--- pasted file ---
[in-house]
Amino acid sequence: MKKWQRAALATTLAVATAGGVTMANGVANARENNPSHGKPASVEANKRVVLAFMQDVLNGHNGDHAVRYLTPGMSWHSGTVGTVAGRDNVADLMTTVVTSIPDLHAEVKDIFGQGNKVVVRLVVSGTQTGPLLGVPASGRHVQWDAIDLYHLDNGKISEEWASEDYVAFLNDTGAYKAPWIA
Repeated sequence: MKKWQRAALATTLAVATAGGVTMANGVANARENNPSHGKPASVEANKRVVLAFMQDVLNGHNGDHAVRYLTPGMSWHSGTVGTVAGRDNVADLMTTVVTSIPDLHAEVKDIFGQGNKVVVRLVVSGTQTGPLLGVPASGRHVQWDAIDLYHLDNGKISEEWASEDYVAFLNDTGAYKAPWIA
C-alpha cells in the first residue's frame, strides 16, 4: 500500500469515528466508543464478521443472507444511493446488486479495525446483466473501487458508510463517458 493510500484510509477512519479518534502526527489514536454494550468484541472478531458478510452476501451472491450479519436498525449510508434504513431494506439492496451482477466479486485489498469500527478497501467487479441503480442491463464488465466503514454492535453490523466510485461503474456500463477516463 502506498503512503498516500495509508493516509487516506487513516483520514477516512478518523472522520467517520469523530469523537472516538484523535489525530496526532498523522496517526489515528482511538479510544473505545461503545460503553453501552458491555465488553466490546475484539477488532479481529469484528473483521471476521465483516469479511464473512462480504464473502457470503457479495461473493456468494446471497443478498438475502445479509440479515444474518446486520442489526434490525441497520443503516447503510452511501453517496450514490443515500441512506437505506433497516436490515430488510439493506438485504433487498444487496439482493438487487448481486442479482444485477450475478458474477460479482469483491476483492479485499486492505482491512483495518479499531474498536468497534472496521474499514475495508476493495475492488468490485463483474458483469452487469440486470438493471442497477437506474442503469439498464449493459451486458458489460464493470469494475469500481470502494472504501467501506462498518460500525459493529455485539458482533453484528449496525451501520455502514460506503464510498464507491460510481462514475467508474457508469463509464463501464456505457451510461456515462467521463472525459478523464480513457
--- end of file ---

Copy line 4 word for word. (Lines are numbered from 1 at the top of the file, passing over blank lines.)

C-alpha cells in the first residue's frame, strides 16, 4: 500500500469515528466508543464478521443472507444511493446488486479495525446483466473501487458508510463517458 493510500484510509477512519479518534502526527489514536454494550468484541472478531458478510452476501451472491450479519436498525449510508434504513431494506439492496451482477466479486485489498469500527478497501467487479441503480442491463464488465466503514454492535453490523466510485461503474456500463477516463 502506498503512503498516500495509508493516509487516506487513516483520514477516512478518523472522520467517520469523530469523537472516538484523535489525530496526532498523522496517526489515528482511538479510544473505545461503545460503553453501552458491555465488553466490546475484539477488532479481529469484528473483521471476521465483516469479511464473512462480504464473502457470503457479495461473493456468494446471497443478498438475502445479509440479515444474518446486520442489526434490525441497520443503516447503510452511501453517496450514490443515500441512506437505506433497516436490515430488510439493506438485504433487498444487496439482493438487487448481486442479482444485477450475478458474477460479482469483491476483492479485499486492505482491512483495518479499531474498536468497534472496521474499514475495508476493495475492488468490485463483474458483469452487469440486470438493471442497477437506474442503469439498464449493459451486458458489460464493470469494475469500481470502494472504501467501506462498518460500525459493529455485539458482533453484528449496525451501520455502514460506503464510498464507491460510481462514475467508474457508469463509464463501464456505457451510461456515462467521463472525459478523464480513457